Thursday, October 29, 2020




Reviewed by Christy

Horror author Joe Hill has teamed up with DC Comics to curate five limited series horror comics under the banner Hill House Comics. I was able to read four of them so let’s dig in!

Daphne Byrne by Laura Marks, art by Kelley Jones (Oct 20, 2020)

In the 1890s, a young woman struggles with the death of her father, and her mother’s new found interest in spiritualism. While she tries to convince her mother that the medium she visits is a fraud, Daphne is contending with her own terrifying spirit. One that lives within her.

            Of the four, this was probably my least favorite. The story was fine, and the setting was appropriately creepy but it really didn’t do much more for me other than that. I know I’m no artist myself, but I can’t say I was a fan of the art style. The otherworldly creations were fine but when it came to humans, the artwork was sloppy and, to be honest, just unpleasant to look at.

The Low, Low Woods by Carman Maria Machado, art by Dani (Sept 29, 2020)

            Two teenage girls wake up in a movie theater with no memory of the previous few hours. Though strange things seem to happen regularly in Shudder-to-Think, Pennsylvania, the girls are ill at ease and struggle to remember. The town itself is a dying coal town with fires endlessly burning beneath it. For years, the women of the town seem to have memory problems though no one can say why.

            This was an eerie entry and full of body horror: sinkholes appear in women’s torsos, and Skinless Men roam the woods. It reminded me a little of Paper Girls. Not necessarily the plot but the tone, and just the strangeness of it all. I loved the girls’ friendship, and the artwork was appropriately bizarre. A solid read.


Basketful of Heads by Joe Hill, art by Leomacs (Sept 8, 2020)

            It’s the summer of 1983, and June is visiting her boyfriend, an auxiliary officer for a small town police department. When a quiet dinner with her boyfriend’s boss, the sheriff, is interrupted by a violent home invasion, June must take matters into her own hands. Snatching a Viking ax from the sheriff’s antique collection, June discovers that she can now decapitate a pursuer with a single swipe. I mean, yes, her victims continue to talk and be alert after they’ve been beheaded but June will just have to deal with that later. She has a boyfriend to save.

            This one was a lot of fun, and my second favorite of the bunch. I loved June and her level-headedness. Would I be as calm if I was 1.) the victim of a home invasion, 2.) had to decapitate someone in self-defense, and 3.) had to deal with their talking, obnoxious heads after? Definitely not. But June, after an initial freak out, rolls with it. I have actually never read anything by Joe Hill before but this comic was really enjoyable, and I liked his wry sense of humor. The artwork was great too; realistic and surprisingly pretty.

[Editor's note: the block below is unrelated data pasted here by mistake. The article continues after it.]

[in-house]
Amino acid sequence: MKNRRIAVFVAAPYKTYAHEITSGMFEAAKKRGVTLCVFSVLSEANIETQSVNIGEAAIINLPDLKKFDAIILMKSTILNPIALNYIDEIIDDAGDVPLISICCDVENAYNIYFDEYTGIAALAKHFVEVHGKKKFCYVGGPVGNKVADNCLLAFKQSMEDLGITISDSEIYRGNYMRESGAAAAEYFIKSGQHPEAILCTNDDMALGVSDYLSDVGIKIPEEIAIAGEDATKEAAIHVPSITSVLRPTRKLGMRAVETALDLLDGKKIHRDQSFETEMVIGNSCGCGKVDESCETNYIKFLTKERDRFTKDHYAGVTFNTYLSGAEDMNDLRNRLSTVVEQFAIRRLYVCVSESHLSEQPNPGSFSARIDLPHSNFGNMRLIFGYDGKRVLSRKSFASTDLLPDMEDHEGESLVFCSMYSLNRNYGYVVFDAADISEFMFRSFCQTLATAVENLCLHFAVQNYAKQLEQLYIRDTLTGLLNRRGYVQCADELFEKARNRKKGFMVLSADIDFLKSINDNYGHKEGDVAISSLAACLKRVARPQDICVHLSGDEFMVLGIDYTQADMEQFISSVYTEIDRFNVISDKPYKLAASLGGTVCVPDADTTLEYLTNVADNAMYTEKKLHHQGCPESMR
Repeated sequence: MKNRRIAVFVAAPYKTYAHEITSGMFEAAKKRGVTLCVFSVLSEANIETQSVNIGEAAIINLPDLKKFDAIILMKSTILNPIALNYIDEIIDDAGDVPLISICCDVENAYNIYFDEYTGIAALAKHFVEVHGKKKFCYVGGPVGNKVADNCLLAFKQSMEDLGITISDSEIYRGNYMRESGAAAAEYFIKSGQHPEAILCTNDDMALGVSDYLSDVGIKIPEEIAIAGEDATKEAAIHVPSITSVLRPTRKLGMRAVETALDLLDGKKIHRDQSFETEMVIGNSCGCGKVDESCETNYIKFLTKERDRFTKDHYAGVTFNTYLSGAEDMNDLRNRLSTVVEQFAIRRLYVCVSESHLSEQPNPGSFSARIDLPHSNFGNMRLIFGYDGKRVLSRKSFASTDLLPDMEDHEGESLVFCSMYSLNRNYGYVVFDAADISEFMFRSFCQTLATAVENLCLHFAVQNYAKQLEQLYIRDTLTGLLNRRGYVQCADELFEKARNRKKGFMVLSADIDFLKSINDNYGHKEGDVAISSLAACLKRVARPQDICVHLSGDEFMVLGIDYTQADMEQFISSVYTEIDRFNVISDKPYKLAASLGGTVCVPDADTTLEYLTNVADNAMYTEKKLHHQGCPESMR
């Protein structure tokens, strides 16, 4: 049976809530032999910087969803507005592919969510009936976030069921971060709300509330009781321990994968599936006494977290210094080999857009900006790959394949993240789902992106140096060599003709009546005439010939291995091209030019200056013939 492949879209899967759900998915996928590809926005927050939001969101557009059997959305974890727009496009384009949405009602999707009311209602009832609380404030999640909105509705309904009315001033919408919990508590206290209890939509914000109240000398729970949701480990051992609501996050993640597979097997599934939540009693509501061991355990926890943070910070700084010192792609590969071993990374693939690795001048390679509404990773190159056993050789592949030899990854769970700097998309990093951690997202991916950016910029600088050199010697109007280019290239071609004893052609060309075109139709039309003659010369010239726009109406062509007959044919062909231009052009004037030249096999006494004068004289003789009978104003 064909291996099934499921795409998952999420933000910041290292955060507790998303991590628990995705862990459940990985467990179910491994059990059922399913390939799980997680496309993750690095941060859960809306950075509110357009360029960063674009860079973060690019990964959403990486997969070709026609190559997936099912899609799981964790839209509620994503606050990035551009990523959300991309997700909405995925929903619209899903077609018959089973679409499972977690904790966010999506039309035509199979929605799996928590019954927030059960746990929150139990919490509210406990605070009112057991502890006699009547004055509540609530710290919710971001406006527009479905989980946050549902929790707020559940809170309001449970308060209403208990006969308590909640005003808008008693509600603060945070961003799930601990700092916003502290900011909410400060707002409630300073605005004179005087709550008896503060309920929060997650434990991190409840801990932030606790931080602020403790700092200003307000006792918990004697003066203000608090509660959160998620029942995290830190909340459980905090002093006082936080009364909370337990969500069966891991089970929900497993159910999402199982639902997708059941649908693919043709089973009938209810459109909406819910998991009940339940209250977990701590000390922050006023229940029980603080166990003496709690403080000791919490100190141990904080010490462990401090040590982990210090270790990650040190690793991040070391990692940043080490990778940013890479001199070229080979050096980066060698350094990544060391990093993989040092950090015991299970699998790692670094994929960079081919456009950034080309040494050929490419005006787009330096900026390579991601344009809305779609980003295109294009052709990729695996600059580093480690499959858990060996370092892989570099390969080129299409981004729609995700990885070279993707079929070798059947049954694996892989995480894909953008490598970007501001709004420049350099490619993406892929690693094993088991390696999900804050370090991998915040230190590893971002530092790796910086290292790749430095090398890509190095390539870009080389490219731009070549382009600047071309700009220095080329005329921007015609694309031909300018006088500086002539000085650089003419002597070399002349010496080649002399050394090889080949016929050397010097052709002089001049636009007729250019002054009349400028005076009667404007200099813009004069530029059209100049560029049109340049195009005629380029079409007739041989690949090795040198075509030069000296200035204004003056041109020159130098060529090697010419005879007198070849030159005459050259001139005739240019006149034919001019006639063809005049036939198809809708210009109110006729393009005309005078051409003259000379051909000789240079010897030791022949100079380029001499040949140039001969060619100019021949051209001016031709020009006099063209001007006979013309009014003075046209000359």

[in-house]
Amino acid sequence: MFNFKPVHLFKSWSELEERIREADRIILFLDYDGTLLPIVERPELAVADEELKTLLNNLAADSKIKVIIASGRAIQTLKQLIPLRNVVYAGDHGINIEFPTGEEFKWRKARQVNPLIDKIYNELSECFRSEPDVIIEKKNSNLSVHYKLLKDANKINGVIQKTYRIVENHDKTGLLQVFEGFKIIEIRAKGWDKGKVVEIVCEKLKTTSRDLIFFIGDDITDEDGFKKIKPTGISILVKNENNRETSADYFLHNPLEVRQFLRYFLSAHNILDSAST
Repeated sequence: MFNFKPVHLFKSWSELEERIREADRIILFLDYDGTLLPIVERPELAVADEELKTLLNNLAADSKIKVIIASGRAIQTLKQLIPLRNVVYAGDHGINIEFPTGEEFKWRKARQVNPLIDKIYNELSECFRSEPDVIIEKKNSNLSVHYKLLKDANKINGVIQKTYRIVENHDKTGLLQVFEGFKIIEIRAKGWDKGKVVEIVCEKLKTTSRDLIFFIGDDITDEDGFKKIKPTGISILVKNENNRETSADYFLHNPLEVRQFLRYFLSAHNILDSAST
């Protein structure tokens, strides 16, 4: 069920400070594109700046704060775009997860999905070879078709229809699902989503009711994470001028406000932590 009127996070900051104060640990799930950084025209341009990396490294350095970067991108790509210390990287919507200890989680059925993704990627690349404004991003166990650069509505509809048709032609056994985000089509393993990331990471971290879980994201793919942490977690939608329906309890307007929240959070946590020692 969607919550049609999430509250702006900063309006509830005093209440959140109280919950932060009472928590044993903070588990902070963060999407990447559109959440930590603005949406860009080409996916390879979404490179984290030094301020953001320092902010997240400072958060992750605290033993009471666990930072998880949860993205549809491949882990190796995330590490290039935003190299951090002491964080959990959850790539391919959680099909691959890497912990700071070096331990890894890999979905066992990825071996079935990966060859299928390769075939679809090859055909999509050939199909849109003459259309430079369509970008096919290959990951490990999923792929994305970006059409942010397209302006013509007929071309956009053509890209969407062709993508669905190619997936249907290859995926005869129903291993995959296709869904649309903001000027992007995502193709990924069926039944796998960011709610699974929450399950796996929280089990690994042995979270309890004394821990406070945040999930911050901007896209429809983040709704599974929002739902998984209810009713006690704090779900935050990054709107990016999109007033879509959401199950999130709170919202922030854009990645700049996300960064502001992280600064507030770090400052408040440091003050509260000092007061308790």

The Dollhouse Family by Mike Carey, art by Peter Gross (Sept 22, 2020)

            Little Alice loves the antique dollhouse bequeathed to her by a distant aunt. She uses it as an escape from her abusive father; she is able to shrink down to doll size and play with the carefree doll children until it’s time to go back to the real world. Clearly, the dollhouse is no mere toy. But it is so much older and darker than Alice realizes.

            This may have been the strangest entry but definitely my favorite. The story covers the history of the dollhouse and its owners throughout the ages. Misery seems to follow them, and Alice is no exception. We watch her as she grows from a child taken from her family into a troubled teen, and finally into a mother with a young child of her own. With its span of family generations, it feels like an epic. The back story of this house is truly bizarre but fascinating. I really liked the artwork as well. It’s straight forward but fantastical when it needs to be. There is also intermittent art used to break up the chapters where it looks as if real life dolls were posed in horrible scenarios. The artist for these, I believe, is Jessica Dalva, and they are wonderfully unsettling.

            I have yet to read the fifth comic Plunge, about a lost ship that returns from the Arctic after forty years, but with the track record of these graphic novels, I will definitely check it out. Though I obviously liked some more than others, I think all of these are interesting and worth checking out to form your own opinion.

** I received copies of all of these from Netgalley in exchange for honest reviews. **

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